Optimizing Nursery Diets For Post‐Metamorphic Stage Black Sea Bass: Growth Performance, Body Composition, And Feed Utilization On Open‐Formulated And Commercial Starter Diets
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Optimizing Nursery Diets For Post‐Metamorphic Stage Black Sea Bass: Growth Performance, Body Composition, And Feed Utilization On Open‐Formulated And Commercial Starter Diets

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  • Journal Title:
    Journal of the World Aquaculture Society
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    The objective of this study was to optimize nursery diets for post-metamorphic stage black sea bass by evaluating growth performance, whole-body proximate and fatty acid composition, and utilization of University of North Carolina Wilmington (UNCW)-formulated and commercial diets under laboratory conditions. A feeding trial was conducted to compare two UNCW-formulated diets (D1 and D2) for black sea bass (54% crude protein = CP and 14% crude lipid = CL) and two premium, commercial marine finfish fry diets, Otohime (Reed Mariculture Inc., Campbell, CA, CP = 48% and CL = 14%, CD3) and Gemma Diamond (Skretting, Nutreco, Canada, CP = 57%, CL = 15%, CD4). The UNCW-formulated diet 1 (D1) contained high fish meal (FM, 40% of diet), whereas UNCW-formulated diet 2 (D2) replaced 50% FM protein by high-quality poultry by-product meal (PBM) protein. Post-metamorphic stage black sea bass (~0.60 g, d40ph) were stocked in each of sixteen 75-L tanks at a density of 1 fish per L (75 per tank), with four replicate aquaria per treatment. Fish were fed four times per day (0800, 1100, 1400, and 1600 h) to apparent satiation for 30 days. Final body weight (5.70–5.74), specific growth rate (7.40–7.45%/d), and percent body weight gain (834–848%) of fish fed the UNCW-formulated D1 (FM-based) and D2 (FM + PBM-based) were higher (p < .05) than in fish fed the commercial diets CD3 and CD4 (4.66–5.21 g, 6.80–7.15%/d, and 668–756%, respectively). Feed intake (% body weight/d was significantly lower for fish fed commercial diet (CD4) (3.94) compared with fish fed CD3 (4.20), but feed intake for CD3 was not significantly different compared with the UNCW-formulated diets D1 and D2 (4.10–4.12). Feed conversion ratios (0.76–0.82) were significantly higher for fish fed CD3 (0.82) than for fish fed D1 and CD4 (0.76). Survival was high (99–100%) in all diet treatments. Final whole-body crude protein content (15.2 to 15.9% wet basis), moisture (68.9–69.6%), and ash (4.31–4.77%) showed no significant differences; however, whole-body crude lipid was lower in fish fed CD3 (9.67%) than in fish fed the other diets (9.96–10.22%). Final whole-body fatty acid composition reflected the diet composition. Higher feed consumption and growth of fish fed the UNCW-formulated diets were attributed to a more optimal combination of marine (fish, squid, and krill meals), terrestrial plant (soybean meal) protein sources, and the addition of chemo-attractants, which provided both higher nutritional quality and palatability. The study suggests that the species-specific starter diets may improve growth performance and fingerling quality and may therefore lower production costs under intensive nursery conditions.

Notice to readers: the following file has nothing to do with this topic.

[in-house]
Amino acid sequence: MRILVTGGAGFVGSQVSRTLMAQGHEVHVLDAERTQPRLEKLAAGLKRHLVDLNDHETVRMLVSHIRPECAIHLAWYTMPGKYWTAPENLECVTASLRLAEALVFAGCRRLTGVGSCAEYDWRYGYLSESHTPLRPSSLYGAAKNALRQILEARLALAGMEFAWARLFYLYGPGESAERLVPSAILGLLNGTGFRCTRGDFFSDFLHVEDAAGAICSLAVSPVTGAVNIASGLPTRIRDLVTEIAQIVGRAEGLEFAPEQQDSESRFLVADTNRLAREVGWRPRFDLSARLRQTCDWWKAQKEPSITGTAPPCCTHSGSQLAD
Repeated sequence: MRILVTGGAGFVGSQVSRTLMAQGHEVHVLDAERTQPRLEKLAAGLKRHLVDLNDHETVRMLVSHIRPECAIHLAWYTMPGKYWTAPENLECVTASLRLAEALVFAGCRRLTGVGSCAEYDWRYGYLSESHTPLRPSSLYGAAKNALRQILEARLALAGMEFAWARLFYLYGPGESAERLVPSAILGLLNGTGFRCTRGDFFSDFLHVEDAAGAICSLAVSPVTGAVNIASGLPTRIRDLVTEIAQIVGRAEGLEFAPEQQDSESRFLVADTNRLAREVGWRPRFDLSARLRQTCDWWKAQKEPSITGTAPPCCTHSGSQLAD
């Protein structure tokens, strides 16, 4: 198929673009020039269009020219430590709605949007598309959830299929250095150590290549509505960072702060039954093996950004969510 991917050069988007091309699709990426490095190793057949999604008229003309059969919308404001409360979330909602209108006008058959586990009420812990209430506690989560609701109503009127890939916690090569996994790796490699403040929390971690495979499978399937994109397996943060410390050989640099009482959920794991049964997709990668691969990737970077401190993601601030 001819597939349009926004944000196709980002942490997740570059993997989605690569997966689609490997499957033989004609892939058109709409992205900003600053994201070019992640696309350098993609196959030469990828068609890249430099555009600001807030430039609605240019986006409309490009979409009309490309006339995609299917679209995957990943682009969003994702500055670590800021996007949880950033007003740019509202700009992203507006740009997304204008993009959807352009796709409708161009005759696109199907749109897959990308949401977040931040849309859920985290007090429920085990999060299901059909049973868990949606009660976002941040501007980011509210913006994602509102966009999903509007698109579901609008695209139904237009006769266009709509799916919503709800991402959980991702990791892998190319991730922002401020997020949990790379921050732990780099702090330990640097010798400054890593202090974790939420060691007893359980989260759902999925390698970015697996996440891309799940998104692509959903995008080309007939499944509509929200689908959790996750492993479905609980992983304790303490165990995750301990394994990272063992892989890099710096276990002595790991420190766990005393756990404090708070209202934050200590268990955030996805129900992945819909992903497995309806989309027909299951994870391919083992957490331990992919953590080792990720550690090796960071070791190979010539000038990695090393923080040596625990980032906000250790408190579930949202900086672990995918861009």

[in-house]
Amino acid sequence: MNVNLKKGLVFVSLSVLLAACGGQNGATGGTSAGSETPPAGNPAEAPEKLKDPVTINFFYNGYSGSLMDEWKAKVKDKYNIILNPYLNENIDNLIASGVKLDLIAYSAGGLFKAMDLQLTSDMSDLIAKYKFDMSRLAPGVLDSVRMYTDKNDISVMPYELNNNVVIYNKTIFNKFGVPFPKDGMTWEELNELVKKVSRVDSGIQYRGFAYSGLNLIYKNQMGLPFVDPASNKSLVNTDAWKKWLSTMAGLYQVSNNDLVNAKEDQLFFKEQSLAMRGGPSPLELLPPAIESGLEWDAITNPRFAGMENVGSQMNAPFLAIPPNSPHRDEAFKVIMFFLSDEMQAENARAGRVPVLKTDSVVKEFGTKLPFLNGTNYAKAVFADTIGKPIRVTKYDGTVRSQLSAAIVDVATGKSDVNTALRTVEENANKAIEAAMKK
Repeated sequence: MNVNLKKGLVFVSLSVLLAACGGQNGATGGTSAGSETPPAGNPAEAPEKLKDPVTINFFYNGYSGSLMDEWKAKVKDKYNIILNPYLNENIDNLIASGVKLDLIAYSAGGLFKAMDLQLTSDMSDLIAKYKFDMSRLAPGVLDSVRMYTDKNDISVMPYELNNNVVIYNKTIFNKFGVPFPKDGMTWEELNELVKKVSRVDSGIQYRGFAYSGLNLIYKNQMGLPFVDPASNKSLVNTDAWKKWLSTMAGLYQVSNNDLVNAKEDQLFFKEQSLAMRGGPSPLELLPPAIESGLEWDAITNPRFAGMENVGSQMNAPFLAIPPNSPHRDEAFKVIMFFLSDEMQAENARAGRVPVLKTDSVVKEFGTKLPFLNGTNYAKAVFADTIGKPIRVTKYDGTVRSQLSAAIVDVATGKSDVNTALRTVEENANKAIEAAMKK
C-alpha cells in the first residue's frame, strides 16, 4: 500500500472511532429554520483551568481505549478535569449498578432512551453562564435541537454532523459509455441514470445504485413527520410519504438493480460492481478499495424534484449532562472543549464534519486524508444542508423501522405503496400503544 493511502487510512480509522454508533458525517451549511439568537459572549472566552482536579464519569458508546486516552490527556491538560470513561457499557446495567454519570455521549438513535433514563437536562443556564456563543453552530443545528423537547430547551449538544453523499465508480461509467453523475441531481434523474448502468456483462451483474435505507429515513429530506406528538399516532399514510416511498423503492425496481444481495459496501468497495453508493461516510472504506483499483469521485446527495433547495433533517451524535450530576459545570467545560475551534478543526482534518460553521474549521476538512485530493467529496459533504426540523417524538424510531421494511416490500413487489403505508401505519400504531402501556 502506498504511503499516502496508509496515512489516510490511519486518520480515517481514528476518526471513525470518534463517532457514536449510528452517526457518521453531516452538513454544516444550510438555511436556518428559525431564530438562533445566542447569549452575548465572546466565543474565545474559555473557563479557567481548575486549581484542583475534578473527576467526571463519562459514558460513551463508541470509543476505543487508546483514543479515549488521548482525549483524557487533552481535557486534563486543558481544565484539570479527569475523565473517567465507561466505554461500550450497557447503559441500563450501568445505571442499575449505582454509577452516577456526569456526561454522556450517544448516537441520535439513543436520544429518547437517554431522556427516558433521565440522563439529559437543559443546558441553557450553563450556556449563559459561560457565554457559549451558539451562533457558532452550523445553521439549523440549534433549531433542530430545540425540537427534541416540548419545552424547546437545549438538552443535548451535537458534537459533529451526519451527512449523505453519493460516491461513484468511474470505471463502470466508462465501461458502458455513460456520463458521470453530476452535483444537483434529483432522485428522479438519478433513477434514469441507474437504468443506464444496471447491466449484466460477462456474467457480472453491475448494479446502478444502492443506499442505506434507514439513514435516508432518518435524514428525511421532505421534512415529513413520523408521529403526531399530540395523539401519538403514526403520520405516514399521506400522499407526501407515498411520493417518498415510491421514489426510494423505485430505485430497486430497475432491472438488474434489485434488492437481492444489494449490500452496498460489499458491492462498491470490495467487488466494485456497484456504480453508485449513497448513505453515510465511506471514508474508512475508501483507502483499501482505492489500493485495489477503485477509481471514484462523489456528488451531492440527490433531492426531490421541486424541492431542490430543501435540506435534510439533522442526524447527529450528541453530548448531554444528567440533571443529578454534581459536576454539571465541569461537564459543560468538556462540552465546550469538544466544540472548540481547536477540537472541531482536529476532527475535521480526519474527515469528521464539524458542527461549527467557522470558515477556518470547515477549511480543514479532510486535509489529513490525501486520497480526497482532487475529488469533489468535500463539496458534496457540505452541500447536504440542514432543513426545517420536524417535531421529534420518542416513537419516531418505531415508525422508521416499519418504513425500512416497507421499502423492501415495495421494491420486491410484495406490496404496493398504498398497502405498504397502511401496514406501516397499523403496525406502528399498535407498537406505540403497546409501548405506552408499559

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    Journal of the World Aquaculture Society, 1– 18
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